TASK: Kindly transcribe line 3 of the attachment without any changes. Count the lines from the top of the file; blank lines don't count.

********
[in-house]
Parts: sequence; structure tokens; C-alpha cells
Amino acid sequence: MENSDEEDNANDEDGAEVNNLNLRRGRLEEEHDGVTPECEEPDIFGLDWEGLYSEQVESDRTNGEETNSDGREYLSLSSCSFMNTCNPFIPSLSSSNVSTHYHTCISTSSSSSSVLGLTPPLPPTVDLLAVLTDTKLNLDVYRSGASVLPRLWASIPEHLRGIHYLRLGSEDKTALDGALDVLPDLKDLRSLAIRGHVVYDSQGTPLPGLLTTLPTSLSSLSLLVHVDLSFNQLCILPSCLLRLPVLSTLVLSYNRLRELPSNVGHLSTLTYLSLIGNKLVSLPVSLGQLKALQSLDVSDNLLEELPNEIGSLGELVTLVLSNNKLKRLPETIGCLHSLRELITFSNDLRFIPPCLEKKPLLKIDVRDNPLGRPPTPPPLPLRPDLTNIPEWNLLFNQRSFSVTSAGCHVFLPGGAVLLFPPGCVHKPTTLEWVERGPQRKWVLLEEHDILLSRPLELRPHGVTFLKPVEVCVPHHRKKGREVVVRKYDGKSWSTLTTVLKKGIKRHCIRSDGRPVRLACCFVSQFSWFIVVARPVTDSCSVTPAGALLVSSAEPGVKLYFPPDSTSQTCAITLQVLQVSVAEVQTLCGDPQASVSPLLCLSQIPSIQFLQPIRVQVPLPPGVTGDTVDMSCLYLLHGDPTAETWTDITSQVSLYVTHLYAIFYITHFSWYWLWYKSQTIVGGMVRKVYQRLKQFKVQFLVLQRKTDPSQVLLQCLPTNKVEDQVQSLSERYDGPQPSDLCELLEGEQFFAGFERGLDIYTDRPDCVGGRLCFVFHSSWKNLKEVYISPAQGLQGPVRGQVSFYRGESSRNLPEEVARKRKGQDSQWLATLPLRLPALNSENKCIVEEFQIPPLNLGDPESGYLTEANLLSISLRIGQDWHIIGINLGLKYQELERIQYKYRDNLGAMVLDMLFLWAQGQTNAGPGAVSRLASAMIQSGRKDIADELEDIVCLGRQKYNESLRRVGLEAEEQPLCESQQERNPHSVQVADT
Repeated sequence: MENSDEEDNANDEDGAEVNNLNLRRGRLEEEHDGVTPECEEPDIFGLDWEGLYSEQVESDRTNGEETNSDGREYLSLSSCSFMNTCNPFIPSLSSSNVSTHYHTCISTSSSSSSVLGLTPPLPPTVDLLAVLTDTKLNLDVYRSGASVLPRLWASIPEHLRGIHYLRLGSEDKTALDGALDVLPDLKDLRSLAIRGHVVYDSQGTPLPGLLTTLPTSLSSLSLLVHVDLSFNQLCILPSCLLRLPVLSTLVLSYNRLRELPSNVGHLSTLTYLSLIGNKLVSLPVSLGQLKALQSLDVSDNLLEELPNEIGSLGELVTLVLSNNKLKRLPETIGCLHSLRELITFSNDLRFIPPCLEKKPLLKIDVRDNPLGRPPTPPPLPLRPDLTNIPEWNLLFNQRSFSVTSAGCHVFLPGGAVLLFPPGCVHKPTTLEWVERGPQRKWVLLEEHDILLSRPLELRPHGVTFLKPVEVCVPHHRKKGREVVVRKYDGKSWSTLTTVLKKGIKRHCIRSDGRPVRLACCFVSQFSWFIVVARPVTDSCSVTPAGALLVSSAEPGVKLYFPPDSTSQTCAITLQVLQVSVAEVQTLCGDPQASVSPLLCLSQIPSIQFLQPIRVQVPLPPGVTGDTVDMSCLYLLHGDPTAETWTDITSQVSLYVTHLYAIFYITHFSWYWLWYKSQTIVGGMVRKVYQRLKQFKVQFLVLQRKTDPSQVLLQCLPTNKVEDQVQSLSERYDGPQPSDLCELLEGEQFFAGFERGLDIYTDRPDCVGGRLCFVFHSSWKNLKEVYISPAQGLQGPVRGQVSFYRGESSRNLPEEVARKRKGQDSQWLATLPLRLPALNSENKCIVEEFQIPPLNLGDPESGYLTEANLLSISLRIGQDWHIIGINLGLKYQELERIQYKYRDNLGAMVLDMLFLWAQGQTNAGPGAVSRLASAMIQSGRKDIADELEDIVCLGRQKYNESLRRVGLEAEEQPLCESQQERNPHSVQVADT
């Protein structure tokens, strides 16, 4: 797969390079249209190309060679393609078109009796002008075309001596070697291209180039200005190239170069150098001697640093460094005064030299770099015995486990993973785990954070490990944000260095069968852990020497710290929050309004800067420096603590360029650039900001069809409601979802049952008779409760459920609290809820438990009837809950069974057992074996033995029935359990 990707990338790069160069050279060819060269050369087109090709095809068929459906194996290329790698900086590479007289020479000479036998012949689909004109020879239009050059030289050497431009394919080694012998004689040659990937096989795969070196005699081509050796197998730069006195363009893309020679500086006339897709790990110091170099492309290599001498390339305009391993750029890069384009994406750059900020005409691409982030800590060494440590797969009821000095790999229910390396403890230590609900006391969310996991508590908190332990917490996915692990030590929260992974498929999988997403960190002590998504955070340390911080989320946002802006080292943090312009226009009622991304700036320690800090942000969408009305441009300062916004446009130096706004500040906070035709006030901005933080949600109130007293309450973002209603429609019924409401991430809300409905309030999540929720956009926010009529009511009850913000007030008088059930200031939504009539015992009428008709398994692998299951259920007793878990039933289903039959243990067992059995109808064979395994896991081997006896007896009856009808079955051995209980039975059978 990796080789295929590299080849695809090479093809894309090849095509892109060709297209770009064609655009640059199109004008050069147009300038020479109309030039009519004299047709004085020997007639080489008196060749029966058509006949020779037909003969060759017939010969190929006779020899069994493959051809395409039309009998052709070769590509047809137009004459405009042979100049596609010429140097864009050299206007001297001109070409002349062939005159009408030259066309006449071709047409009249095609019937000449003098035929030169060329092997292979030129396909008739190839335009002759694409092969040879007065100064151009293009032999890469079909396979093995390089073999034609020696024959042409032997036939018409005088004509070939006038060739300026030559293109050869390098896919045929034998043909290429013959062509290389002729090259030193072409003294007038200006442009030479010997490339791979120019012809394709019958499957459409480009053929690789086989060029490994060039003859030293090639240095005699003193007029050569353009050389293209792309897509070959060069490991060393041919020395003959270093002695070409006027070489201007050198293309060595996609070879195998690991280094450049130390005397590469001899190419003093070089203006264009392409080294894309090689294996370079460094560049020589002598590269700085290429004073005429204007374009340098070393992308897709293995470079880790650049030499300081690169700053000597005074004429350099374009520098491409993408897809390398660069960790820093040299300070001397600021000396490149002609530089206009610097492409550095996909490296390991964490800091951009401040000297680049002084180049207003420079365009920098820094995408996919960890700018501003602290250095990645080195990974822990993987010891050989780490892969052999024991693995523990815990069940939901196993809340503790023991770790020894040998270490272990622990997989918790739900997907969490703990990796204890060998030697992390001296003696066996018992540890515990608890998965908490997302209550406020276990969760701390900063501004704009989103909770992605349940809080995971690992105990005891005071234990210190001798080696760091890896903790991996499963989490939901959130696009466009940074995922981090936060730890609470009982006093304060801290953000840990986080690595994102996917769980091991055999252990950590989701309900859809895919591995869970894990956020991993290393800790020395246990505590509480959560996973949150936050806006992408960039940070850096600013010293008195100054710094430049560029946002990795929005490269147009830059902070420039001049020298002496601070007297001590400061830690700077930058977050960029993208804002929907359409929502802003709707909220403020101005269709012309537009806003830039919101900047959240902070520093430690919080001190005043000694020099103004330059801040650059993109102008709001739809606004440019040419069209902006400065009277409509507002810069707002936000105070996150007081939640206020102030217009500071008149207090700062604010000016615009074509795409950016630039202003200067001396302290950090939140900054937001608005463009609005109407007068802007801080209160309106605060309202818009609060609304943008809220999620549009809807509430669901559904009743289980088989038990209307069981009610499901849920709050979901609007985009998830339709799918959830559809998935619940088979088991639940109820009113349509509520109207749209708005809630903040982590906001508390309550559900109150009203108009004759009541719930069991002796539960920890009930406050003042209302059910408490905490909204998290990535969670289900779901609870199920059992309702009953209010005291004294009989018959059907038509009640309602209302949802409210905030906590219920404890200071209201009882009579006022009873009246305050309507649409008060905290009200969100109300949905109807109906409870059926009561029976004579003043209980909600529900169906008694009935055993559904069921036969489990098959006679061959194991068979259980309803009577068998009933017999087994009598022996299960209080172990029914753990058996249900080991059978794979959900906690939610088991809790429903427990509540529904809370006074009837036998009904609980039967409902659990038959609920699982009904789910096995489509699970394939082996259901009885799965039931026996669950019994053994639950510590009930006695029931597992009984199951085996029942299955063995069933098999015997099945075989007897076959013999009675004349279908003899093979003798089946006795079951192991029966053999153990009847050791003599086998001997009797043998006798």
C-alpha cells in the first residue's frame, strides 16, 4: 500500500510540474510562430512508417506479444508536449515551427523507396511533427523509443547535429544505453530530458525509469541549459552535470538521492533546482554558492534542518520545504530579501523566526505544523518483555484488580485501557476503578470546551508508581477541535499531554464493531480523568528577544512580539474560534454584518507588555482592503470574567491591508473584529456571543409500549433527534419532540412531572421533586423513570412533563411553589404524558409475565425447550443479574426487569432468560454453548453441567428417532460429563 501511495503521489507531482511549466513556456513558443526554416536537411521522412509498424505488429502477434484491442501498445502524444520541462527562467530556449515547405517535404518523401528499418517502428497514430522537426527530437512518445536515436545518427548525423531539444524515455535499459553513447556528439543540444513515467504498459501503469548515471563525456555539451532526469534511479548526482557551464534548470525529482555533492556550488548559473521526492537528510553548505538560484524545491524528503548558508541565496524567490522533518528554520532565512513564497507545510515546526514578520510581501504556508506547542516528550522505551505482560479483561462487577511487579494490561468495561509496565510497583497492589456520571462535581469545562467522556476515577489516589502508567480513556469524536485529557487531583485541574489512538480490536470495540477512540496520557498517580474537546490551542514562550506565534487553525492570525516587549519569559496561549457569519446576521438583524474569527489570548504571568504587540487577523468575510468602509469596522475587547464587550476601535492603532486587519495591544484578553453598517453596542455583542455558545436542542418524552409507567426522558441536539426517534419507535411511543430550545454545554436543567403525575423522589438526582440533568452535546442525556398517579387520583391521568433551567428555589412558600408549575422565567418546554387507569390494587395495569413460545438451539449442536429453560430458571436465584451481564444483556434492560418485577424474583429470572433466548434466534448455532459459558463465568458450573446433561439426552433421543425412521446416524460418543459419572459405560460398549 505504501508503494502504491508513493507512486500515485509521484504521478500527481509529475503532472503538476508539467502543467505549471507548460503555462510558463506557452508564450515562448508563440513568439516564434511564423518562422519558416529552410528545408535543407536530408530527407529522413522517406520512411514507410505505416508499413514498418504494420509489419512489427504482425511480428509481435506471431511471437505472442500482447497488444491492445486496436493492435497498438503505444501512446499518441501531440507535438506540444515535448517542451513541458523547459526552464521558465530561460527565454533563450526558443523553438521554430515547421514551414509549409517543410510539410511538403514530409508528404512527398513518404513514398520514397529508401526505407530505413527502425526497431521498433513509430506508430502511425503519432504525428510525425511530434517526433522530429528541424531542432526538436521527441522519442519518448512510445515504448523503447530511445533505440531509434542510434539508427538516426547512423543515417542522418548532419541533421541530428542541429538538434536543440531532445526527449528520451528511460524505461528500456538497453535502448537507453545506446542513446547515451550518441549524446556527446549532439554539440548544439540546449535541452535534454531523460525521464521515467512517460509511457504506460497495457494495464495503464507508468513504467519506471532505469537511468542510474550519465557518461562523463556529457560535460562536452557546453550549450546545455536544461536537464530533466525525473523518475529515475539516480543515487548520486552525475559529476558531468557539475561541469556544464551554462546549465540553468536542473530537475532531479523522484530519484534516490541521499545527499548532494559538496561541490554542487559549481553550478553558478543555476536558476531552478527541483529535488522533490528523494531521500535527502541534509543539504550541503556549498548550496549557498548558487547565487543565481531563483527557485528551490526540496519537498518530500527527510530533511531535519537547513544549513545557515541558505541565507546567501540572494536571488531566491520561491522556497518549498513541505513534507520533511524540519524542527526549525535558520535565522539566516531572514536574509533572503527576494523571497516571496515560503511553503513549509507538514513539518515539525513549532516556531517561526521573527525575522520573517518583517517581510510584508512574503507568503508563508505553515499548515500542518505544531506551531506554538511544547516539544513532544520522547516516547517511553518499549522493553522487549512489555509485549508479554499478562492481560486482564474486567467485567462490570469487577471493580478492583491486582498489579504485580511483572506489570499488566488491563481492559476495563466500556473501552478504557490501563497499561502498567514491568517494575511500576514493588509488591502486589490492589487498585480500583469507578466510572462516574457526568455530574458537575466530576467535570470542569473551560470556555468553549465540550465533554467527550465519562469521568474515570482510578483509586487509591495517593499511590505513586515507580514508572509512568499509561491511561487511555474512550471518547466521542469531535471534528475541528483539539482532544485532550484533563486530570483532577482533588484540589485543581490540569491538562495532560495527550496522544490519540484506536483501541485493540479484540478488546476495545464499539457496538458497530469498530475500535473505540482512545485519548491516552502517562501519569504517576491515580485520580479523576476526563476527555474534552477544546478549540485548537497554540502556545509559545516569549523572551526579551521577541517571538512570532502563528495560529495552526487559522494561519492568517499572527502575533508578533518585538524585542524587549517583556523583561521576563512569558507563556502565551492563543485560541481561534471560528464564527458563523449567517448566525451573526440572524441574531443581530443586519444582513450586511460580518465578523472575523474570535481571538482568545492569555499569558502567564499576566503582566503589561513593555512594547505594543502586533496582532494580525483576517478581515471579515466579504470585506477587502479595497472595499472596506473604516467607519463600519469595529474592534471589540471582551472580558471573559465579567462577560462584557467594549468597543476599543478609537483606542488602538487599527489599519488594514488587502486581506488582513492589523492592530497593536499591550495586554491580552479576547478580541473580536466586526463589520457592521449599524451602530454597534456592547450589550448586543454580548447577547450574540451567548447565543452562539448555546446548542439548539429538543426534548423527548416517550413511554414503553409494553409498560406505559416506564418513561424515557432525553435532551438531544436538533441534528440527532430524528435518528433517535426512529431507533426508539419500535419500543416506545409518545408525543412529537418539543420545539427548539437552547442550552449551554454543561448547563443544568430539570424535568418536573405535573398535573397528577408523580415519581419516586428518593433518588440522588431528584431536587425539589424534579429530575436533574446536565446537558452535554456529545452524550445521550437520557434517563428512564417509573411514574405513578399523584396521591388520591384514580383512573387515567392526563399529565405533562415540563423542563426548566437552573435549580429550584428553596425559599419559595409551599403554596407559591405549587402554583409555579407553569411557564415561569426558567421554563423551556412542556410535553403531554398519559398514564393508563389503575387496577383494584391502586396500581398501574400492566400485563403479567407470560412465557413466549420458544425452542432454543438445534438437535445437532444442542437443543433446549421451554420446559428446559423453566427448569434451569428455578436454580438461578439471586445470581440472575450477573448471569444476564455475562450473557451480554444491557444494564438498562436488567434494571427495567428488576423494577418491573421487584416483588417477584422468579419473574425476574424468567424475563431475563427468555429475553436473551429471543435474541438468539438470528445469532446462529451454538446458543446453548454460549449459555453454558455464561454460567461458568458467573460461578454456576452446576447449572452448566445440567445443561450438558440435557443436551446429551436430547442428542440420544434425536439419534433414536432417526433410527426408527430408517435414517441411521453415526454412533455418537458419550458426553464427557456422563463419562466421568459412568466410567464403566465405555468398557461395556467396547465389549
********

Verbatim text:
Amino acid sequence: MENSDEEDNANDEDGAEVNNLNLRRGRLEEEHDGVTPECEEPDIFGLDWEGLYSEQVESDRTNGEETNSDGREYLSLSSCSFMNTCNPFIPSLSSSNVSTHYHTCISTSSSSSSVLGLTPPLPPTVDLLAVLTDTKLNLDVYRSGASVLPRLWASIPEHLRGIHYLRLGSEDKTALDGALDVLPDLKDLRSLAIRGHVVYDSQGTPLPGLLTTLPTSLSSLSLLVHVDLSFNQLCILPSCLLRLPVLSTLVLSYNRLRELPSNVGHLSTLTYLSLIGNKLVSLPVSLGQLKALQSLDVSDNLLEELPNEIGSLGELVTLVLSNNKLKRLPETIGCLHSLRELITFSNDLRFIPPCLEKKPLLKIDVRDNPLGRPPTPPPLPLRPDLTNIPEWNLLFNQRSFSVTSAGCHVFLPGGAVLLFPPGCVHKPTTLEWVERGPQRKWVLLEEHDILLSRPLELRPHGVTFLKPVEVCVPHHRKKGREVVVRKYDGKSWSTLTTVLKKGIKRHCIRSDGRPVRLACCFVSQFSWFIVVARPVTDSCSVTPAGALLVSSAEPGVKLYFPPDSTSQTCAITLQVLQVSVAEVQTLCGDPQASVSPLLCLSQIPSIQFLQPIRVQVPLPPGVTGDTVDMSCLYLLHGDPTAETWTDITSQVSLYVTHLYAIFYITHFSWYWLWYKSQTIVGGMVRKVYQRLKQFKVQFLVLQRKTDPSQVLLQCLPTNKVEDQVQSLSERYDGPQPSDLCELLEGEQFFAGFERGLDIYTDRPDCVGGRLCFVFHSSWKNLKEVYISPAQGLQGPVRGQVSFYRGESSRNLPEEVARKRKGQDSQWLATLPLRLPALNSENKCIVEEFQIPPLNLGDPESGYLTEANLLSISLRIGQDWHIIGINLGLKYQELERIQYKYRDNLGAMVLDMLFLWAQGQTNAGPGAVSRLASAMIQSGRKDIADELEDIVCLGRQKYNESLRRVGLEAEEQPLCESQQERNPHSVQVADT